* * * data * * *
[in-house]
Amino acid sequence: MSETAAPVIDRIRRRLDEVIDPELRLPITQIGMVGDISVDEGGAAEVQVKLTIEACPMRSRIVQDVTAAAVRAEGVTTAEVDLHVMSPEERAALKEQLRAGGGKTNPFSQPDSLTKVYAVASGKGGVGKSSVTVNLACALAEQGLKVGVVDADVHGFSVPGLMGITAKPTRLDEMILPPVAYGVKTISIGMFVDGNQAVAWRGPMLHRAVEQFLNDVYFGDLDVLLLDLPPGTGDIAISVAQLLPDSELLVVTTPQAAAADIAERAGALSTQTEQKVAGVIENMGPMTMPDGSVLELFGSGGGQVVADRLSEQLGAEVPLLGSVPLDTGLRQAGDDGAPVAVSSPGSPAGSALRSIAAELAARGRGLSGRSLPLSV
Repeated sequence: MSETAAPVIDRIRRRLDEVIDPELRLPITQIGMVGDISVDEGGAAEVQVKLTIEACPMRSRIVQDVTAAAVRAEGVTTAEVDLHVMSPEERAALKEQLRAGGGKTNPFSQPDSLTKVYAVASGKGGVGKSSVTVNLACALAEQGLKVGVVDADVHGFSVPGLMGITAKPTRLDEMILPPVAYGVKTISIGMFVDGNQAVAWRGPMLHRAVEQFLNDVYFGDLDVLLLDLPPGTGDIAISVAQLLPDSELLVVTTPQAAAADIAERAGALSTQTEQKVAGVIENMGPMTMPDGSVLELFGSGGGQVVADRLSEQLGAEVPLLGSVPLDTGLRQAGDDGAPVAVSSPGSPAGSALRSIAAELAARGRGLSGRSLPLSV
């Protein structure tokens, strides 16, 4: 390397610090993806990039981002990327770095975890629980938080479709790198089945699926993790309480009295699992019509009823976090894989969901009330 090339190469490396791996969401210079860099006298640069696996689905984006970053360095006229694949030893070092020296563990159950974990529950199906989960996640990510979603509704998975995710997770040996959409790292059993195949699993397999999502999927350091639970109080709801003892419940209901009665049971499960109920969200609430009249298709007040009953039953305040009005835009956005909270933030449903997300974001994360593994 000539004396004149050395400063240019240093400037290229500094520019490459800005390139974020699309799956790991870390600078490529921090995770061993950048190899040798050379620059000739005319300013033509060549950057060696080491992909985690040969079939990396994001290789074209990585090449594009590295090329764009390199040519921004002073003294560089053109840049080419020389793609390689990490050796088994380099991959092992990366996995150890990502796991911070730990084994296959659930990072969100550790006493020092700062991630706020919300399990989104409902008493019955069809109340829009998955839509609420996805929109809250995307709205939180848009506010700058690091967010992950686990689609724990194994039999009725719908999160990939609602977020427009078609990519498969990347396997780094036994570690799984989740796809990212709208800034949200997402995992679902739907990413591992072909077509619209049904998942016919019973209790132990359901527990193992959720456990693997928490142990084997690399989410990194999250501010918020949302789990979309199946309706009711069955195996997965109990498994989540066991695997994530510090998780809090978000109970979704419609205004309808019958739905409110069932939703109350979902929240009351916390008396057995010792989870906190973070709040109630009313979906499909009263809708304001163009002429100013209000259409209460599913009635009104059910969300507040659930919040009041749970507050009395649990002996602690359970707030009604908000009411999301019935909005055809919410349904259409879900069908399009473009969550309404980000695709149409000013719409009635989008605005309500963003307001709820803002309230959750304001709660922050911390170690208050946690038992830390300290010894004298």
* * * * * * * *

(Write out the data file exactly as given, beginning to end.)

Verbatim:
[in-house]
Amino acid sequence: MSETAAPVIDRIRRRLDEVIDPELRLPITQIGMVGDISVDEGGAAEVQVKLTIEACPMRSRIVQDVTAAAVRAEGVTTAEVDLHVMSPEERAALKEQLRAGGGKTNPFSQPDSLTKVYAVASGKGGVGKSSVTVNLACALAEQGLKVGVVDADVHGFSVPGLMGITAKPTRLDEMILPPVAYGVKTISIGMFVDGNQAVAWRGPMLHRAVEQFLNDVYFGDLDVLLLDLPPGTGDIAISVAQLLPDSELLVVTTPQAAAADIAERAGALSTQTEQKVAGVIENMGPMTMPDGSVLELFGSGGGQVVADRLSEQLGAEVPLLGSVPLDTGLRQAGDDGAPVAVSSPGSPAGSALRSIAAELAARGRGLSGRSLPLSV
Repeated sequence: MSETAAPVIDRIRRRLDEVIDPELRLPITQIGMVGDISVDEGGAAEVQVKLTIEACPMRSRIVQDVTAAAVRAEGVTTAEVDLHVMSPEERAALKEQLRAGGGKTNPFSQPDSLTKVYAVASGKGGVGKSSVTVNLACALAEQGLKVGVVDADVHGFSVPGLMGITAKPTRLDEMILPPVAYGVKTISIGMFVDGNQAVAWRGPMLHRAVEQFLNDVYFGDLDVLLLDLPPGTGDIAISVAQLLPDSELLVVTTPQAAAADIAERAGALSTQTEQKVAGVIENMGPMTMPDGSVLELFGSGGGQVVADRLSEQLGAEVPLLGSVPLDTGLRQAGDDGAPVAVSSPGSPAGSALRSIAAELAARGRGLSGRSLPLSV
């Protein structure tokens, strides 16, 4: 390397610090993806990039981002990327770095975890629980938080479709790198089945699926993790309480009295699992019509009823976090894989969901009330 090339190469490396791996969401210079860099006298640069696996689905984006970053360095006229694949030893070092020296563990159950974990529950199906989960996640990510979603509704998975995710997770040996959409790292059993195949699993397999999502999927350091639970109080709801003892419940209901009665049971499960109920969200609430009249298709007040009953039953305040009005835009956005909270933030449903997300974001994360593994 000539004396004149050395400063240019240093400037290229500094520019490459800005390139974020699309799956790991870390600078490529921090995770061993950048190899040798050379620059000739005319300013033509060549950057060696080491992909985690040969079939990396994001290789074209990585090449594009590295090329764009390199040519921004002073003294560089053109840049080419020389793609390689990490050796088994380099991959092992990366996995150890990502796991911070730990084994296959659930990072969100550790006493020092700062991630706020919300399990989104409902008493019955069809109340829009998955839509609420996805929109809250995307709205939180848009506010700058690091967010992950686990689609724990194994039999009725719908999160990939609602977020427009078609990519498969990347396997780094036994570690799984989740796809990212709208800034949200997402995992679902739907990413591992072909077509619209049904998942016919019973209790132990359901527990193992959720456990693997928490142990084997690399989410990194999250501010918020949302789990979309199946309706009711069955195996997965109990498994989540066991695997994530510090998780809090978000109970979704419609205004309808019958739905409110069932939703109350979902929240009351916390008396057995010792989870906190973070709040109630009313979906499909009263809708304001163009002429100013209000259409209460599913009635009104059910969300507040659930919040009041749970507050009395649990002996602690359970707030009604908000009411999301019935909005055809919410349904259409879900069908399009473009969550309404980000695709149409000013719409009635989008605005309500963003307001709820803002309230959750304001709660922050911390170690208050946690038992830390300290010894004298």